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Shadow Minister discusses bulk billing; and private health insurance rebate.



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T R A N S C R I P T

Stephen Smith MP Member for Perth Shadow Minister for Health and Ageing

TRANSCRIPT OF INTERVIEW - John Laws, Radio 2UE Monday 2 December 2002

E & OE

Subject: Bulk Billing; Private Health Insurance Rebate

SMITH: Hello John, Stephen Smith, Shadow Minister for Health.

LAWS: Good morning Stephen Smith.

SMITH: I thought I’d ring you because I’d half heard Senator Patterson trying to justify the Government’s approach to, on the one hand completely ignoring the crisis we have in bulk-billing, but on the other hand happily turning a blind eye to scarce taxpayers’ resources going to fund gym shoes and second-hand golf clubs and family tents for camping on the basis that that’s somehow making a contribution to health.

LAWS: Yeah, in fairness I don’t think she was turning a blind eye to it, I don’t think she liked the numbers any more than you. It was certainly part of the $64.3 million, but she maintains only a small part, hopefully we can get the figures. Have you got the figures?

SMITH: Well, no - what we’ve got from the public figures is that we know that over $60 million a year goes to what’s described as lifestyle benefits and what Minister Patterson has said in recent weeks is whether the funds allow those to go on gym shoes or CDs for relaxation is a commercial decision for them. I say that it’s taxpayers’ money. It’s a waste.

LAWS: Yeah, well I agree with you.

SMITH: On bulk-billing John, what she’s actually said is this. A couple of weeks ago we saw the September quarter figures came out, which show the second consecutive largest annual decline in bulk-billing. She described those figures as disappointing. They are a catastrophe. It doesn’t matter where you go in Australia, it’s hard to find a doctor who bulk-bills and almost impossible to find a doctor who will provide after-hours service.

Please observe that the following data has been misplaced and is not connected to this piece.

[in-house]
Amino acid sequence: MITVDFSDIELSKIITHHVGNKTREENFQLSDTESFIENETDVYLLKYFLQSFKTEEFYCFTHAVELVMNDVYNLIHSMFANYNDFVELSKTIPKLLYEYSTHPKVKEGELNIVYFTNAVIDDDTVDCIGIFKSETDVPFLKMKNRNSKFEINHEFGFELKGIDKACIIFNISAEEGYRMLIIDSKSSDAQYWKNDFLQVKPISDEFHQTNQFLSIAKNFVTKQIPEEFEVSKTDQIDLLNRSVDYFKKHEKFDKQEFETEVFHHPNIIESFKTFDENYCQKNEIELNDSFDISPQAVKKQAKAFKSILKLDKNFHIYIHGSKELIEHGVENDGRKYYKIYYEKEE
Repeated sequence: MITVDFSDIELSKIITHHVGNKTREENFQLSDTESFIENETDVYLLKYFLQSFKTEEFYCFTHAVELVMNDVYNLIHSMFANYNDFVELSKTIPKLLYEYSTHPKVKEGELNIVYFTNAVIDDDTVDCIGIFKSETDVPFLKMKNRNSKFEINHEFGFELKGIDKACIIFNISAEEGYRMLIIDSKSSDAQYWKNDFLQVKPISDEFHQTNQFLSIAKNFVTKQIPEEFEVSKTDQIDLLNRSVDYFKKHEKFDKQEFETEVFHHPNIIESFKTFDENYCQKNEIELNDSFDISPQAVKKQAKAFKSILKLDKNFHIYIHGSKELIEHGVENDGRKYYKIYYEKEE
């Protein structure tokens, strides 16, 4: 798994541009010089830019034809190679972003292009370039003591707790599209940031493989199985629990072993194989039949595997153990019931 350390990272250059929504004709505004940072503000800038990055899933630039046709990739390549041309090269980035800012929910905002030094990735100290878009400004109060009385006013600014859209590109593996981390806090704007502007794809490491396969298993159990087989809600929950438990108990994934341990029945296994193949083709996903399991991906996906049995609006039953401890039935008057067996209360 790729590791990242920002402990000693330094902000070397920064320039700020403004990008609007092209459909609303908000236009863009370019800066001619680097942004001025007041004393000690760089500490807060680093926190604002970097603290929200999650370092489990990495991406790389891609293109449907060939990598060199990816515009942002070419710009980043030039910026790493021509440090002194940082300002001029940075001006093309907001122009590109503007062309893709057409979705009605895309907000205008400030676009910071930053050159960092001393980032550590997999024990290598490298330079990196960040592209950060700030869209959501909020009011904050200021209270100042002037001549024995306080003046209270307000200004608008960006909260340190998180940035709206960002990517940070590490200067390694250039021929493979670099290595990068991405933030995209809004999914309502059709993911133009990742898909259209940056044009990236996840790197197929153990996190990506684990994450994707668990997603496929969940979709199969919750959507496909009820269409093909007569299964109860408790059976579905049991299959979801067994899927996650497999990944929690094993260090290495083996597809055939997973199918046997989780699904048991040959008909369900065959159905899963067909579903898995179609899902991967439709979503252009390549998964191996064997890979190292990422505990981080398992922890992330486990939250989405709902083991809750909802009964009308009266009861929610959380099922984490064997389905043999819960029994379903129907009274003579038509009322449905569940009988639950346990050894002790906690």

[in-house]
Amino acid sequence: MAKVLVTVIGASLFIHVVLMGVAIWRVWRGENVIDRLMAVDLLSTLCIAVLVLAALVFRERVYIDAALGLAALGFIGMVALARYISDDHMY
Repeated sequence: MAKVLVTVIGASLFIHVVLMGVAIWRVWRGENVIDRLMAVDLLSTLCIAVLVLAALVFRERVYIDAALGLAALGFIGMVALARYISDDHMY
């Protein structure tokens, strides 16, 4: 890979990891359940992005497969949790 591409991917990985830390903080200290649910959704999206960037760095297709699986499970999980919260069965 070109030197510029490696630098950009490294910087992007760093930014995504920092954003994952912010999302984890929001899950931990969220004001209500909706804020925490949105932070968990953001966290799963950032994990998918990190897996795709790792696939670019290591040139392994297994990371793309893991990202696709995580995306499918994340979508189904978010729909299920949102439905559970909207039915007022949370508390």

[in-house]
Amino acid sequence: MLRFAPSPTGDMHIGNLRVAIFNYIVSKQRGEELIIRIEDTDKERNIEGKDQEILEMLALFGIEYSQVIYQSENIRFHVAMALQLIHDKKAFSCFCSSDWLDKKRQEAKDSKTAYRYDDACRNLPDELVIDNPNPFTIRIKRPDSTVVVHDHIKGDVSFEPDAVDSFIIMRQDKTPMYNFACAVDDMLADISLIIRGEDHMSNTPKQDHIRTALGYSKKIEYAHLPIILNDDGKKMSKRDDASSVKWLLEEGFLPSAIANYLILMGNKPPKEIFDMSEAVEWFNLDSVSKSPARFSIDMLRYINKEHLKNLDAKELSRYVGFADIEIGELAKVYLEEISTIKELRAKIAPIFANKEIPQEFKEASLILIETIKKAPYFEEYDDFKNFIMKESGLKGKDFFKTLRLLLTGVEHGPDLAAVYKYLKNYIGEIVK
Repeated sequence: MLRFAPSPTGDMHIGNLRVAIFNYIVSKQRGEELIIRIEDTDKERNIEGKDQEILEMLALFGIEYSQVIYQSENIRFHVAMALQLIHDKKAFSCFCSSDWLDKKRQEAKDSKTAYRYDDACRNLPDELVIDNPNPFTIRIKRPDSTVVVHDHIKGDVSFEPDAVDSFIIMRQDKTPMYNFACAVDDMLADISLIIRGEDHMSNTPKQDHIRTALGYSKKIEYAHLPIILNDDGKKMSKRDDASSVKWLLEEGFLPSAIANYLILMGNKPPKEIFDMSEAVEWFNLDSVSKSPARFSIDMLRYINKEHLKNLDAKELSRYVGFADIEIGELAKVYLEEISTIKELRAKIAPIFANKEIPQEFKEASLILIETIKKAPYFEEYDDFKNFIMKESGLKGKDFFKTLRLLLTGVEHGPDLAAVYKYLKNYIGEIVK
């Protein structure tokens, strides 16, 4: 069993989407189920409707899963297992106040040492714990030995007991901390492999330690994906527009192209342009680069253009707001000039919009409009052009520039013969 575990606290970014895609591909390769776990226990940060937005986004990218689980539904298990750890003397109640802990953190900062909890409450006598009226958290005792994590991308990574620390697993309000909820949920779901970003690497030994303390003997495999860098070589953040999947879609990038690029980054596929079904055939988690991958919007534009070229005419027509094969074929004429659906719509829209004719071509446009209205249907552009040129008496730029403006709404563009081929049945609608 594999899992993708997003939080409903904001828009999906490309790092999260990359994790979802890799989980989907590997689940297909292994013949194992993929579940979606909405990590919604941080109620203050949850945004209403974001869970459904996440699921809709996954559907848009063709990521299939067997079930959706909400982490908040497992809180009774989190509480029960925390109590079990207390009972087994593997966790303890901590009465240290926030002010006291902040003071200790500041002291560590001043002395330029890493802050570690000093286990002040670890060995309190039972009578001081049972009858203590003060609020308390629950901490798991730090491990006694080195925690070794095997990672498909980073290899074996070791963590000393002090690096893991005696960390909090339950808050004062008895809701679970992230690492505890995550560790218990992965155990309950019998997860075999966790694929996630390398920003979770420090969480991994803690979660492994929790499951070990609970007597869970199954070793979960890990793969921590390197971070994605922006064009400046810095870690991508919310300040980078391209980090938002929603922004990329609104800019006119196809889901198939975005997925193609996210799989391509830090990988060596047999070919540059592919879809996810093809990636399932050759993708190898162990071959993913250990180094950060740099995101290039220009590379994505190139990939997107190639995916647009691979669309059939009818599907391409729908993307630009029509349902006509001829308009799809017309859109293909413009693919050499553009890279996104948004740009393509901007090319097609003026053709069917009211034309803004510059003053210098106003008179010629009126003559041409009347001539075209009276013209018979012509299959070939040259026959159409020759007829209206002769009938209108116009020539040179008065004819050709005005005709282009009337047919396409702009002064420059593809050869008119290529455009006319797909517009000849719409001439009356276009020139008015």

LAWS: Well, I did say to her that I’m sure that some of that $64 million would have been better spent on subsidising doctors’ fees than buying gym shoes.

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SMITH: Absolutely. I think that’s the essential point here. We always know that so far as health is concerned there’s going to be a limited pot of money. It’s about priorities and Simon Crean and I have made it crystal clear that our highest priority is restoring bulk-billing for Australian families. If we were in Government we certainly wouldn’t be saying that taxpayers’ funds being spent on CDs and gym shoes and golf clubs was a commercial decision. It’s an abuse of taxpayers’ money.

You’ve always got to make decisions about funding for health and the highest priority should be the restoration of bulk-billing and making general practice sustainable again so that families can get the primary and preventative health care they need.

LAWS: Okay, if you people were elected, I’ve got to say at this stage, it seems very unlikely but if you were elected, would the rebate for private health cover remain or would you remove it?

SMITH: Well, what Simon Crean and I’ve made clear from day one, is that we’ve got the rebate under review, and in the course of next year we will detail precisely how we will approach the rebate. But, there are a range of things that you can contemplate. You could leave the rebate in place, you could abolish it in whole, or you could look at modifications in between. You could means test it. You could cap it.

LAWS: Okay well, let me ask you this. Would it stay as it is?

SMITH: Well, that’s one of the things we’ve got under review at the moment.

LAWS: Yeah, but you see that’s what Kim Beazley did. That sort of doesn’t satisfy the people too much. We constantly hear that a review is being held. We want to know what you’re going to do.

SMITH: Yes, and if the election was in four weeks time, then you’d have the complete answer. What we’ve made clear is that we spend this 12 months going through party reform and looking at policy issues, in the next 12 months in a whole range of areas, we will tip out detailed policy and election commitments and this will be one of them.